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They were sure that people would rush to buy his almanac. People would want to see what an African American could write. But soon, he saw how his almanac might help other blacks.

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On August 19, , he sent Thomas Jefferson a copy of the almanac and a letter. Jefferson was the secretary of state at the time. In the letter, Benjamin wrote that he was proud to be of the African race. He challenged Jefferson to think differently about blacks. He thought African Americans were brave and faithful servants. But he did not think blacks had deep feelings and great minds. Jefferson thought slavery was evil and harmed both slaves and masters. He did not think whites and blacks could live together. He suggested that African Americans should be sent away to another country.

Benjamin offered his almanac as proof that blacks and whites are equal. It took courage for Banneker to write to a powerful man like Jefferson. He did not expect Jefferson to reply to his letter.

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But Jefferson did. On August 30, Jefferson wrote a letter to Benjamin. Jefferson welcomed proof that blacks are equal to other people. He wrote that he wanted to improve life for blacks. Jefferson wrote this letter to Benjamin on August 30, This was a great honor. People would now learn about Benjamin and his almanac. The almanac was first printed in Baltimore.

It sold many copies. McHenry wrote that Banneker was a free black and had done the ephemeris for the almanac. This, he said, was proof that African Americans had great minds and talents.

James McHenry was born in Ireland. He came to the United States to work as an army doctor. He stayed in Maryland and served for many years as a politician. It had dates for eclipses of the sun. Weather forecasts and dates for yearly feasts were also included. Readers also saw a tide table for the Chesapeake Bay and home treatments for illnesses.

They learned the names of Supreme Court judges. Travelers stopped by his house. They wanted to speak to him and see his clock and worktable.

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Benjamin welcomed them into his home. There were fewer spelling rules in the s. For example, the word almanac was sometimes spelled with a k on the end. Benjamin published six almanacs from to In his Almanack, he included the letters sent between Thomas Jefferson and himself. The cover of the Almanac had a woodcut portrait of Benjamin. His Almanac told about the yellow fever illness that struck Philadelphia in For some almanacs, Benjamin wrote essays about slavery. He wrote that slavery was wrong and should be stopped. His slavery essays put his life in danger. This portrait of Benjamin appeared on the cover of the Almanac.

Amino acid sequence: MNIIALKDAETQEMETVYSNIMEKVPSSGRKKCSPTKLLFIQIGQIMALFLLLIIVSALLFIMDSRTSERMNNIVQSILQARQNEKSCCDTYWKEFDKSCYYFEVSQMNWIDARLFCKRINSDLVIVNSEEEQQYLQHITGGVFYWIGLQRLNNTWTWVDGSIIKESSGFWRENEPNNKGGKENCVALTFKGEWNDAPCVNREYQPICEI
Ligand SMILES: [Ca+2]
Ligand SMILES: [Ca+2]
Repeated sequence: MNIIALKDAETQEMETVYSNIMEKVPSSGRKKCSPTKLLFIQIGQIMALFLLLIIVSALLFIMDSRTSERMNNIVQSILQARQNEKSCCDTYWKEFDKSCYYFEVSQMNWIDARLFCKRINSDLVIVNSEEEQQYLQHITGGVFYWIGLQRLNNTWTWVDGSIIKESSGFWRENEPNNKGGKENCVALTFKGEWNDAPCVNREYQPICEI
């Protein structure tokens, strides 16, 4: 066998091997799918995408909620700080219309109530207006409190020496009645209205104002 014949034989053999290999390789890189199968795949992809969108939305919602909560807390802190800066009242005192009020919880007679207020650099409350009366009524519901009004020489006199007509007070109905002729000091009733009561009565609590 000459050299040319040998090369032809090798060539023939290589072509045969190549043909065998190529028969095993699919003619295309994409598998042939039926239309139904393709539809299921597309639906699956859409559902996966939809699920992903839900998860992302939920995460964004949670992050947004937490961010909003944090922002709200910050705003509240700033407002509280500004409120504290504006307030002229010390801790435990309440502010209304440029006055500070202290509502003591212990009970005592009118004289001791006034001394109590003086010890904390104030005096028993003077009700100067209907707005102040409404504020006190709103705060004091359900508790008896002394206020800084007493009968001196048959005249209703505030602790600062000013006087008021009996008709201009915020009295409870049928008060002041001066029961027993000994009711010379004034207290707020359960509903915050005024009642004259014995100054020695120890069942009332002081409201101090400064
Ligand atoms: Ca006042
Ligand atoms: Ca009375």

They needed slaves to work tobacco and cotton fields. Benjamin must have feared some of his slaveholding neighbors. As an old man, he often had nightmares. He recorded the weather and the movements of the sun and the moon. He wrote about his dreams in his journal. He was too old to grow tobacco. But he kept a small garden, a fruit orchard, and beehives. He let the local boys pick fruit from his orchard. But the boys stripped all the fruit off the trees!

He still lived alone and made his own meals. But two of his sisters helped with the laundry and other chores. So he rented some of the land to neighbors. But he had trouble collecting the rent. Sometimes, he forgot to collect it. Other times, his neighbors did not pay. A few times, he demanded that his neighbors pay the rent.

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  • Then they threatened him. In his journal, he once wrote that someone stole his horse and coat. Another time, he wrote that someone wanted to murder him. That person warned him not to let anyone in his house after dark. At times, he heard gunshots outside his cabin.

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    Benjamin lived in the cabin that his parents built at Stout. It may have looked like the cabin in this picture. By , Benjamin had sold the rest of his land to the Ellicotts. But they still let him live in his cabin. At night, he wrapped himself in his cloak. He kept looking at the stars.

    He thought about other planets where people might be living. Many were math puzzles. It tells of a servant getting money pounds to buy animals.

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    The servant was to spend 5 pounds for each bull, 20 shillings for each cow, and 1 shilling for each sheep. If 20 shillings equals 1 pound, how many of each animal did he buy? Answer on page He watched the bees working in the hive and collected math puzzles. He wrote often in his journal.